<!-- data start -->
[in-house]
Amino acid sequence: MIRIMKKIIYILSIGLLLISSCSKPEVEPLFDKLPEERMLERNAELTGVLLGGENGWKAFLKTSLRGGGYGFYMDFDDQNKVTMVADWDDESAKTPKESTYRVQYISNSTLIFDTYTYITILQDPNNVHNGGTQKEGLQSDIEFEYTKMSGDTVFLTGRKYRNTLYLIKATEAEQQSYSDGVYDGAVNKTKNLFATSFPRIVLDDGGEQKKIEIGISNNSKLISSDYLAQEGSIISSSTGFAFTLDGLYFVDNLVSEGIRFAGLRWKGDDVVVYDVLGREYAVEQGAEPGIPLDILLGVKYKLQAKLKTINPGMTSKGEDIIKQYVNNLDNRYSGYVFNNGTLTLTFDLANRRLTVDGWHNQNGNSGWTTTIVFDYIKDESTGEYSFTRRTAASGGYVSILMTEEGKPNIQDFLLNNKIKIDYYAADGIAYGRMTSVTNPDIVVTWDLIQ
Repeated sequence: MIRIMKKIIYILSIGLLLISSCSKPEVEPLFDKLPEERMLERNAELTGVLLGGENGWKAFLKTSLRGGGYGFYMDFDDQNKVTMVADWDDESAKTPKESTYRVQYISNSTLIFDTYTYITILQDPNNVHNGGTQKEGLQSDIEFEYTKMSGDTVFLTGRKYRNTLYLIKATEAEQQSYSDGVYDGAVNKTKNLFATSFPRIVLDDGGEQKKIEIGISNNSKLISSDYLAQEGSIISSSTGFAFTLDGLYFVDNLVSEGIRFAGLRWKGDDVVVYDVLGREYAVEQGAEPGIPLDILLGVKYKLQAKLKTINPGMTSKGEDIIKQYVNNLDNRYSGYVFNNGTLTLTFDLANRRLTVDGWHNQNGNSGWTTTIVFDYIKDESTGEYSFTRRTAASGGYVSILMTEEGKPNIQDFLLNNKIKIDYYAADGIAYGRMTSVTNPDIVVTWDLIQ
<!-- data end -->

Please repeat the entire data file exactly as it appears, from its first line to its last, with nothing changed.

[in-house]
Amino acid sequence: MIRIMKKIIYILSIGLLLISSCSKPEVEPLFDKLPEERMLERNAELTGVLLGGENGWKAFLKTSLRGGGYGFYMDFDDQNKVTMVADWDDESAKTPKESTYRVQYISNSTLIFDTYTYITILQDPNNVHNGGTQKEGLQSDIEFEYTKMSGDTVFLTGRKYRNTLYLIKATEAEQQSYSDGVYDGAVNKTKNLFATSFPRIVLDDGGEQKKIEIGISNNSKLISSDYLAQEGSIISSSTGFAFTLDGLYFVDNLVSEGIRFAGLRWKGDDVVVYDVLGREYAVEQGAEPGIPLDILLGVKYKLQAKLKTINPGMTSKGEDIIKQYVNNLDNRYSGYVFNNGTLTLTFDLANRRLTVDGWHNQNGNSGWTTTIVFDYIKDESTGEYSFTRRTAASGGYVSILMTEEGKPNIQDFLLNNKIKIDYYAADGIAYGRMTSVTNPDIVVTWDLIQ
Repeated sequence: MIRIMKKIIYILSIGLLLISSCSKPEVEPLFDKLPEERMLERNAELTGVLLGGENGWKAFLKTSLRGGGYGFYMDFDDQNKVTMVADWDDESAKTPKESTYRVQYISNSTLIFDTYTYITILQDPNNVHNGGTQKEGLQSDIEFEYTKMSGDTVFLTGRKYRNTLYLIKATEAEQQSYSDGVYDGAVNKTKNLFATSFPRIVLDDGGEQKKIEIGISNNSKLISSDYLAQEGSIISSSTGFAFTLDGLYFVDNLVSEGIRFAGLRWKGDDVVVYDVLGREYAVEQGAEPGIPLDILLGVKYKLQAKLKTINPGMTSKGEDIIKQYVNNLDNRYSGYVFNNGTLTLTFDLANRRLTVDGWHNQNGNSGWTTTIVFDYIKDESTGEYSFTRRTAASGGYVSILMTEEGKPNIQDFLLNNKIKIDYYAADGIAYGRMTSVTNPDIVVTWDLIQ